Energy transition $1trn spend matches fossils for first time but 'woefully short' of climate goals

30 01 2023 | 08:08Darius Snieckus / RECHARGE

Investment in renewables led by wind and solar power sees record $495bn committed last year, followed closely by e-mobility sector, but global transition spend must triple to hit 2050 net zero targets, says BloombergNEF

Spending on the global transition from fossils to renewables by financial institutions, companies and governments, along with other commercial ‘end-users’, broke through the $1trn barrier last year, jumping 31% and putting clean energy-linked investment on level-pegging with oil & gas for the first time, according to a new Bloomberg New Energy Finance (BNEF) report.

Overcoming worldwide supply chain disarray and macroeconomic uncertainties sparked by Russia’s invasion of Ukraine in 2022, capital investment in the clean and low-carbon energy space totalled a record $1.1trn “as the energy crisis and policy action drove faster deployment of [renewables] technologies”, the research house said in its latest Energy Transition Investment Trends.

Renewables – led by wind and solar power – remained the largest recipient in investment terms, achieving a new record of $495bn committed last year, up 17% from 2021. But electrified transport, spanning electric vehicles and charging infrastructure, came close to taking top place, with $466bn spent in 2022, an 54% increase year-on-year.

The report found “almost every sector” achieved a new record level of investment in 2022, with only nuclear power’s capital spend “staying broadly flat”.

“Our findings put to bed any debate about how the energy crisis will impact clean energy deployment,” said Albert Cheung, BNEF’s head of global analysis. “Rather than slowing down, energy transition investment has surged to a new record as countries and businesses continue to execute on transition plans.

“Investment in clean energy technologies is on the brink of overtaking fossil fuel investments and won’t look back. These investments will drive short-term job creation and help to address medium-term energy security objectives.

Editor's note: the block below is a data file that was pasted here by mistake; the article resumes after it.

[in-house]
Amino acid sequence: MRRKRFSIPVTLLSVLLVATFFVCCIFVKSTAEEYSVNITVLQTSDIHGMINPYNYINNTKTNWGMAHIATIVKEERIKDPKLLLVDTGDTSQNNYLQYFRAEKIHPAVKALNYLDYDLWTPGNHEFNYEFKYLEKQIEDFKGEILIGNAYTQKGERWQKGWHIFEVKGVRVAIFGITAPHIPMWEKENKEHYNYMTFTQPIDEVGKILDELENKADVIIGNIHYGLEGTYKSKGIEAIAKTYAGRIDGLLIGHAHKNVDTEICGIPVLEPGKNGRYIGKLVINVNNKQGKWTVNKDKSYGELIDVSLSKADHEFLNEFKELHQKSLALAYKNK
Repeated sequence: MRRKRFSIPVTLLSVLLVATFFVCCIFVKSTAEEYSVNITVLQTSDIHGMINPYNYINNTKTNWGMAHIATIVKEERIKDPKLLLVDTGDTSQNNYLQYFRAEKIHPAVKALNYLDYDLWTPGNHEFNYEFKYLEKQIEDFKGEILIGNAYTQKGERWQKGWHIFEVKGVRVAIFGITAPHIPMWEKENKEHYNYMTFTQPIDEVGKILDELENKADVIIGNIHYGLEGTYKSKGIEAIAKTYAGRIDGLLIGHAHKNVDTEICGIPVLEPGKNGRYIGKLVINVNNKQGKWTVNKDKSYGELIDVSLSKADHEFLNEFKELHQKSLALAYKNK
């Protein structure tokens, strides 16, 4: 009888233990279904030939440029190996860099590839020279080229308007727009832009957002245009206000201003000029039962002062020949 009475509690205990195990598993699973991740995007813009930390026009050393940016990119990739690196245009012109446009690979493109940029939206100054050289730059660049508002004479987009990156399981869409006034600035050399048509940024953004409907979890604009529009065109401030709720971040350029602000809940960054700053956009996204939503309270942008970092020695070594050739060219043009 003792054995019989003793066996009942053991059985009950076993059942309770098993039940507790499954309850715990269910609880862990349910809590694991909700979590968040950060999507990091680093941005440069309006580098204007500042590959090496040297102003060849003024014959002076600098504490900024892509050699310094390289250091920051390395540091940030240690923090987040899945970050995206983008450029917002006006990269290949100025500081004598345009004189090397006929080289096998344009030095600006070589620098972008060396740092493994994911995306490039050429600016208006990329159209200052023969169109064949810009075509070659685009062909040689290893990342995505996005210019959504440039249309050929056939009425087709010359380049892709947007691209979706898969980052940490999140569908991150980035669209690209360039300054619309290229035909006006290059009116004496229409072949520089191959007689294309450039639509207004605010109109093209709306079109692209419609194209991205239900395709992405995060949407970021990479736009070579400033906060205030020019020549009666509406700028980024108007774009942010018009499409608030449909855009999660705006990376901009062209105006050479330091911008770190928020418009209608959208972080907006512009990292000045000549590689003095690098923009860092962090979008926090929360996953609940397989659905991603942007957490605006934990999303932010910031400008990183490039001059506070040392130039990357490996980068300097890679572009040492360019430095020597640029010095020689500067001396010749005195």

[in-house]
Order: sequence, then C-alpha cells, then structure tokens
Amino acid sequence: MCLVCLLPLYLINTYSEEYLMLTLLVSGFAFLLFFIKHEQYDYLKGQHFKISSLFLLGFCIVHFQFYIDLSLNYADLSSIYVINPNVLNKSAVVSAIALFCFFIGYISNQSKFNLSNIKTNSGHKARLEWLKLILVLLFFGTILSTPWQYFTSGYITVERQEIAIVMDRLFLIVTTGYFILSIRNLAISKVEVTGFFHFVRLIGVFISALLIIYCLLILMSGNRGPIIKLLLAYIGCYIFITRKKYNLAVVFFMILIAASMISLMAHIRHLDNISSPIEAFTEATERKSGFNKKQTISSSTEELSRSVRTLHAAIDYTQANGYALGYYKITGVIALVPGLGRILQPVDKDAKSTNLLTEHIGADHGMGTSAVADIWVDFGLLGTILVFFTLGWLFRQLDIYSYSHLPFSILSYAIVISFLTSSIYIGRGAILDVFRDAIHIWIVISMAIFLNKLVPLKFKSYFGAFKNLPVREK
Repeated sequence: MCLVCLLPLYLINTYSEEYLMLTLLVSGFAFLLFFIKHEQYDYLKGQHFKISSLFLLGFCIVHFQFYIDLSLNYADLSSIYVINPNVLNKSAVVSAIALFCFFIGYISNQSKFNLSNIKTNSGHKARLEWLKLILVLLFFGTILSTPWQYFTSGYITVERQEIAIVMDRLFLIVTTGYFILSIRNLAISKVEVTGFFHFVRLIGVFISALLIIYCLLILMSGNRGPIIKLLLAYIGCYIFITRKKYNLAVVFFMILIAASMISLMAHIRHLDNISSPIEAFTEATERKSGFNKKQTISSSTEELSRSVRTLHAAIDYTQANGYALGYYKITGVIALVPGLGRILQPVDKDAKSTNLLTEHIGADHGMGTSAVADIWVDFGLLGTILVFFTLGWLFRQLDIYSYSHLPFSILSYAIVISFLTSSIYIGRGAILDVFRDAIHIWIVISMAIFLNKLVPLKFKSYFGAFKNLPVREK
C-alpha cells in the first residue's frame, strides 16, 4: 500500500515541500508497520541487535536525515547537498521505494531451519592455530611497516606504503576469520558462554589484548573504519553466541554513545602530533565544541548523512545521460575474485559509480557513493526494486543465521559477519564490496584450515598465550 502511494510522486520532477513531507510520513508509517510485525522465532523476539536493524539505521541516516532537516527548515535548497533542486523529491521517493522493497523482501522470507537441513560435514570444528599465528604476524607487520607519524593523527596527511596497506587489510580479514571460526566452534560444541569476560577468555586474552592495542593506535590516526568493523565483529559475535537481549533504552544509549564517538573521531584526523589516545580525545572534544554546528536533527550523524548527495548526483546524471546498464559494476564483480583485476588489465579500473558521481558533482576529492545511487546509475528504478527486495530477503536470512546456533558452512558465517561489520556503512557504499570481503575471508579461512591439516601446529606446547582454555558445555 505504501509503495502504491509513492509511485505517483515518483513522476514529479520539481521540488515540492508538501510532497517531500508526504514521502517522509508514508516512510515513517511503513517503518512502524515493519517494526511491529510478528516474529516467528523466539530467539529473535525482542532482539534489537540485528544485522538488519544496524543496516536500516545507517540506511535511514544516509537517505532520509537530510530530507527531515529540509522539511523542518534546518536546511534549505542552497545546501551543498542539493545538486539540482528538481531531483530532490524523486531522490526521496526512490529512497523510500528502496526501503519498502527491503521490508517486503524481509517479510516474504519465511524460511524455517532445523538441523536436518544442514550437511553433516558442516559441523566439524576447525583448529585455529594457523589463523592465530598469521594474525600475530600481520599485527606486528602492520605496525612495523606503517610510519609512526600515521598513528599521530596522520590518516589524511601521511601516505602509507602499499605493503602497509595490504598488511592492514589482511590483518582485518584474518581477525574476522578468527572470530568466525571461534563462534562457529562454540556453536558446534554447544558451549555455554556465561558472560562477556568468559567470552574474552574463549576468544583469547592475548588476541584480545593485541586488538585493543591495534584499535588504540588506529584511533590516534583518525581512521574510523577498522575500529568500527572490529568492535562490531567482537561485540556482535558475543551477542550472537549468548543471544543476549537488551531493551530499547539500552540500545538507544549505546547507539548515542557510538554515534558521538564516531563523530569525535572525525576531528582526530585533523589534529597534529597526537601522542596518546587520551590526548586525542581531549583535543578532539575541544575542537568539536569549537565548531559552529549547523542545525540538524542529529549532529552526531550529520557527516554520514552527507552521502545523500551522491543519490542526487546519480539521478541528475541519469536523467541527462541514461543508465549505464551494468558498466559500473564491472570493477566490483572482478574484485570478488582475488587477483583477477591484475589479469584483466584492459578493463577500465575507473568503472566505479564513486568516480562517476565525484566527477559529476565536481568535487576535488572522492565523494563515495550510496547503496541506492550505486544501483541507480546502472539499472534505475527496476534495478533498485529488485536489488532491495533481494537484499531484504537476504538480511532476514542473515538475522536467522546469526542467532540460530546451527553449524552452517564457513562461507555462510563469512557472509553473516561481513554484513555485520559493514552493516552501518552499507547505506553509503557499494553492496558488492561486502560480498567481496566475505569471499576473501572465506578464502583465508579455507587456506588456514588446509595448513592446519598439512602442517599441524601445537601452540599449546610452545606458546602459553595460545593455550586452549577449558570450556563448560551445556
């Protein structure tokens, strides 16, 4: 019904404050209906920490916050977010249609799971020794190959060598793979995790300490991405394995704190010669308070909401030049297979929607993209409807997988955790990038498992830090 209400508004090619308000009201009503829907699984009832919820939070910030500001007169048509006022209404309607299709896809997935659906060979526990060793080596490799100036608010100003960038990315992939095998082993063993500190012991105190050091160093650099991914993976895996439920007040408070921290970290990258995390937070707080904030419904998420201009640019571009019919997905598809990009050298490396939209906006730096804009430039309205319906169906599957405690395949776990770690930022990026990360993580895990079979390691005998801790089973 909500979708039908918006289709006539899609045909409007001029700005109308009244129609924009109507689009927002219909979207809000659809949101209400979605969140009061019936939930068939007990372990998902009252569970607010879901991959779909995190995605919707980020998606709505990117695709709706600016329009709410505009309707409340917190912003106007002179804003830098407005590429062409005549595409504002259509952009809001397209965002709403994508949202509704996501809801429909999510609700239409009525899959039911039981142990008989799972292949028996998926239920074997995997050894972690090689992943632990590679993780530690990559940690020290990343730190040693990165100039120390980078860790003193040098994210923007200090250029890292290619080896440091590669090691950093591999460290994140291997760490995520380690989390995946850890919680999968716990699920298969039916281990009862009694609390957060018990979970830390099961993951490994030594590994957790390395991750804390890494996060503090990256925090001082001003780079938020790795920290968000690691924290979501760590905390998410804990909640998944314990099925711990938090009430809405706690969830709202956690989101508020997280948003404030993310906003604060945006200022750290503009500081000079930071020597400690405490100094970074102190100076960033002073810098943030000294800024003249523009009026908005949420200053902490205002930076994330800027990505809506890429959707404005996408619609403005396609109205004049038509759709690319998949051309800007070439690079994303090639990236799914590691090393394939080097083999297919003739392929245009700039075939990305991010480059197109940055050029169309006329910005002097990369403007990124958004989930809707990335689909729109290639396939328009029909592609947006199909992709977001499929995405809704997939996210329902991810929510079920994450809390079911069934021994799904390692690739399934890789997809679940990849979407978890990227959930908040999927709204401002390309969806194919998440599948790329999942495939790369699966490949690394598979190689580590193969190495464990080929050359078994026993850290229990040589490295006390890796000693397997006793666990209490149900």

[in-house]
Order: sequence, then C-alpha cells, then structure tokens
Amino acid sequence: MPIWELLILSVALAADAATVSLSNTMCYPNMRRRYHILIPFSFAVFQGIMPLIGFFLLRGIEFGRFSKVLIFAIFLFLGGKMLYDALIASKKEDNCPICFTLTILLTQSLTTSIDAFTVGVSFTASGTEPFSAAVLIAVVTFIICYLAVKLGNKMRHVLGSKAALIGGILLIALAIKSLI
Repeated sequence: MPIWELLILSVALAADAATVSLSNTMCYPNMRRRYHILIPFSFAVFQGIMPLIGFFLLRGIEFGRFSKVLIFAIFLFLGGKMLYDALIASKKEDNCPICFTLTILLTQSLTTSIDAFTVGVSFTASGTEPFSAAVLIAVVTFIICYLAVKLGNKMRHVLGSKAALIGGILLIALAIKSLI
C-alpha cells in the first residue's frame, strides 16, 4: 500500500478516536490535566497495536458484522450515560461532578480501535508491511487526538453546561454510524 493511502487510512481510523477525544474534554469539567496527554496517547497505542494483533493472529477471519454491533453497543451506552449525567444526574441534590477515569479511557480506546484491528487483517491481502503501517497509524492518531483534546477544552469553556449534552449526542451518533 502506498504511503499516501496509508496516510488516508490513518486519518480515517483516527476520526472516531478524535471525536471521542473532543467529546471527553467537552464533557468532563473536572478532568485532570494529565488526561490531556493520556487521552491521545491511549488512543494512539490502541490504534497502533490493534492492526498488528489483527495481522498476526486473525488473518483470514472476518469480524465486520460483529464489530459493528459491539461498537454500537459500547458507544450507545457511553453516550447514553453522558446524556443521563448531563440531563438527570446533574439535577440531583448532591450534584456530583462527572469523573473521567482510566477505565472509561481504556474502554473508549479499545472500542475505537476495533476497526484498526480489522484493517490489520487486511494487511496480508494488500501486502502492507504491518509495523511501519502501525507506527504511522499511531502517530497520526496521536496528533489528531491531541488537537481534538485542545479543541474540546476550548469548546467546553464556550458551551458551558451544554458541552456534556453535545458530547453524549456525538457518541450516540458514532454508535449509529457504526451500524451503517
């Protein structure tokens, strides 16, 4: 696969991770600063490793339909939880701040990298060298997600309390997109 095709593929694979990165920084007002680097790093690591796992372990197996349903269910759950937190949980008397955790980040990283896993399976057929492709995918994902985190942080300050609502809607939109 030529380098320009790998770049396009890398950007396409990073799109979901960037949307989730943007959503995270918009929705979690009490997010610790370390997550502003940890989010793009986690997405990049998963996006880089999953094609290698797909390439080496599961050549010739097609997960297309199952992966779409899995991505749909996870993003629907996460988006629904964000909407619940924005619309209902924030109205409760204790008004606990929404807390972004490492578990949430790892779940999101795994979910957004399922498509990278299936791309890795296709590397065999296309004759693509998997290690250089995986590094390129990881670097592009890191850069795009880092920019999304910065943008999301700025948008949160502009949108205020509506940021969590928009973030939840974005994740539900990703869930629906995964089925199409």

“However,” Cheung cautioned, “much more investment is needed to get on track for net zero in the long term.”

A surprise came with the finding that the hydrogen sector – which is currently seeing high-profile interest from the private sector and growing government policy support – received the “least financial commitment” at just $1.1bn in 2022, 0.1% of the total global energy transition spend though “more than triple” than in the year before.

BNEF’s data highlighted that China was “by far” the leading country for attracting energy transition investment, accounting for $546bn – half of the global total, with the EU, treated as a single bloc, seeing a $180bn spend, a facto second, and the US third with $141bn.

Despite 2022’s record-setting results, global investment in lower-carbon technologies was still “woefully short of what is needed to confront climate change”, BNEF noted, pointing to a 2050 net zero trajectory requiring investment “immediately triple”.

“Including the additional $274bn invested in the power grid, energy transition investment hit $1.38trn in 2022. By comparison, the world must invest an annual average of $4.55trn for the remainder of this decade in order to get on track under BNEF’s Net Zero Scenario,” said Cheung.

Clean energy manufacturing investment grew to $78.7bn in 2022, up from $52.6bn the year before, with battery gigafactories totting up $45.4bn, while PV panel fabrication pulling in $23.9bn. China accounted for 91% of this worldwide spend.

“Manufacturing capacity for clean energy technologies is unlikely to be the major bottleneck to achieving net zero,” said Antoine Vagneur-Jones, BNEF’s head of trade and supply chains research.

“However, from a supply chain diversification point of view, the picture has not changed much. China is investing by far the most in building out its clean energy supply chain, and it remains to be seen if other regions can capture significant market share.